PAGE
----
Just to prove that I’m not bitter about Italy beating England in the Euro 2020 final on Sunday, I thought it was about time I posted something about one of my favourite European countries.
Back in 2012 we spent a few days in Como, a city of around 84,000 people located 25 miles or so north of Milan. It lies at the southern tip of Lake Como’s south-western arm, and until the Chinese came back on the scene, the city and its surroundings had a thriving silk industry, but I wasn’t here to buy silk, I was here because we were using it as a base to explore the wonderful Lake Como.
The hills that rise above the western side of the lake are on the border with Switzerland, and were inhabited by the Celts long before the Romans arrived: In 59BC Julius Caesar drained the swampy ground on the shores of the lake and created the town of Novum Comum. The grid pattern that he used still forms the basic layout of the Old Town of Como today.
As interesting as the history of Como is, in this post I’ve decided to just create a gallery of images that I took while we were here, and the walled Old Town is where the gallery begins.
The Cathedral, which began construction in 1396, is probably the town’s most visited site, and a good place to start. The grid pattern made it easy to find our way around, and I particularly liked the area around the Romanesque church of San Fedele.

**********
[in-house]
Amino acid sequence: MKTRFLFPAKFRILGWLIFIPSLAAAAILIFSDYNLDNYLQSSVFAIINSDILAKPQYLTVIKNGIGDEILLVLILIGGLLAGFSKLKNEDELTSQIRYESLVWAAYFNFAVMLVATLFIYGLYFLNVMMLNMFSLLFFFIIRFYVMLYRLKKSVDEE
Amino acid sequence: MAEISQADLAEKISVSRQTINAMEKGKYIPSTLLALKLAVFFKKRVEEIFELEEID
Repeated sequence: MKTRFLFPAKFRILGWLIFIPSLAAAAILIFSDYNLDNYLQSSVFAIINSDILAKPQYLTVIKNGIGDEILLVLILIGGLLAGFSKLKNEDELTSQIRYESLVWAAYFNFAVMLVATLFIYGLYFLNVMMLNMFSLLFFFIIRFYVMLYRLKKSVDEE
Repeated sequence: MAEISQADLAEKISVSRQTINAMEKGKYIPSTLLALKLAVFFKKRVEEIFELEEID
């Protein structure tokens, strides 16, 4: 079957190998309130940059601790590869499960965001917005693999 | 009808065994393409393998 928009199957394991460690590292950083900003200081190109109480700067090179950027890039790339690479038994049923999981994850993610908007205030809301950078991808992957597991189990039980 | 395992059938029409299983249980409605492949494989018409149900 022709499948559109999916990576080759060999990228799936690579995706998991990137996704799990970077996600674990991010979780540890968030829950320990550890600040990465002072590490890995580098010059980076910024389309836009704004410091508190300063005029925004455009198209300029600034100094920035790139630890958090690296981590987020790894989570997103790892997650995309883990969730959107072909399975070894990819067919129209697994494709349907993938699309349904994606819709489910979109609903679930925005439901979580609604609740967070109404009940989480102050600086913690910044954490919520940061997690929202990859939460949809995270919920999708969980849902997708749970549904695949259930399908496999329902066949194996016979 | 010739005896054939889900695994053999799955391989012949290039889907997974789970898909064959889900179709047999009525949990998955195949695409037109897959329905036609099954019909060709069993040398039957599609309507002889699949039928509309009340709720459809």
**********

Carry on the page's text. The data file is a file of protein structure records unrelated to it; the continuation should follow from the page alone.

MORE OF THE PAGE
The lake of course will always drag you away from the Old Town at some point, and although the Passeggiata Amici di Como was having a makeover when we were here it didn’t stop us wandering around to the fountain at Villa Geno. The other side of the lake was my favourite though, where the Volta Gardens not only has some great views, but includes features such as the Volta Temple, a museum dedicated to the famous physicist and inventor, Alessandro Volta.
From the gardens you can also look across the lake and see the funicular that climbs steeply uphill to Brunate. At the top is a panoramic view of Como and its surroundings, but the view is spoiled somewhat by an isolated conifer tree. Normally, I don’t like to see trees cut down, but I would happily make an exception for this one, which is right next to the panorama viewing platform.
Anyway, I’ll shut up now and let the pictures do the talking. I hope you enjoy looking at them, as much as I enjoyed taking them.
POSTED – JULY 2021